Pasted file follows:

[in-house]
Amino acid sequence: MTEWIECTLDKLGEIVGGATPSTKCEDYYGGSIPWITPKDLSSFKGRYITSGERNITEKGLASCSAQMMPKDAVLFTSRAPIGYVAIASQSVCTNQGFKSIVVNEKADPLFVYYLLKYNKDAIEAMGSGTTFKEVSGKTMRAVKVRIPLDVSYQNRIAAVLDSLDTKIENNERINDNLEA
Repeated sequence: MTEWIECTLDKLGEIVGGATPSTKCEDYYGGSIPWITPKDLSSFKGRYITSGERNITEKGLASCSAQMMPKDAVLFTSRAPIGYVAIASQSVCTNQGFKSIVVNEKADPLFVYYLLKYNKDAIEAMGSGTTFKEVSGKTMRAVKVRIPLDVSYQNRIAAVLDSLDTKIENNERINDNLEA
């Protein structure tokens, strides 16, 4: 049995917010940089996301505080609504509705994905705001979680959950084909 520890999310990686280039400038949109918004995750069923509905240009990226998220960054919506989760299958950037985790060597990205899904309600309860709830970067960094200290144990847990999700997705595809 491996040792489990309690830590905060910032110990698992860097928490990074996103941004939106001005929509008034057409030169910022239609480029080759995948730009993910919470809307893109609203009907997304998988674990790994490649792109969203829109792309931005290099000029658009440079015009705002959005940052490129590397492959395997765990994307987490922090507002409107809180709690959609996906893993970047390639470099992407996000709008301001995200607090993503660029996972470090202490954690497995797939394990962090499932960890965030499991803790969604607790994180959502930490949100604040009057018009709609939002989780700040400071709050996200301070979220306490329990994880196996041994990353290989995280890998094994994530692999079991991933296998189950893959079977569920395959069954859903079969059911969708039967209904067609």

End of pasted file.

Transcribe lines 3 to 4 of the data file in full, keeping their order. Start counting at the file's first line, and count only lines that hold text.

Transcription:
Repeated sequence: MTEWIECTLDKLGEIVGGATPSTKCEDYYGGSIPWITPKDLSSFKGRYITSGERNITEKGLASCSAQMMPKDAVLFTSRAPIGYVAIASQSVCTNQGFKSIVVNEKADPLFVYYLLKYNKDAIEAMGSGTTFKEVSGKTMRAVKVRIPLDVSYQNRIAAVLDSLDTKIENNERINDNLEA
């Protein structure tokens, strides 16, 4: 049995917010940089996301505080609504509705994905705001979680959950084909 520890999310990686280039400038949109918004995750069923509905240009990226998220960054919506989760299958950037985790060597990205899904309600309860709830970067960094200290144990847990999700997705595809 491996040792489990309690830590905060910032110990698992860097928490990074996103941004939106001005929509008034057409030169910022239609480029080759995948730009993910919470809307893109609203009907997304998988674990790994490649792109969203829109792309931005290099000029658009440079015009705002959005940052490129590397492959395997765990994307987490922090507002409107809180709690959609996906893993970047390639470099992407996000709008301001995200607090993503660029996972470090202490954690497995797939394990962090499932960890965030499991803790969604607790994180959502930490949100604040009057018009709609939002989780700040400071709050996200301070979220306490329990994880196996041994990353290989995280890998094994994530692999079991991933296998189950893959079977569920395959069954859903079969059911969708039967209904067609």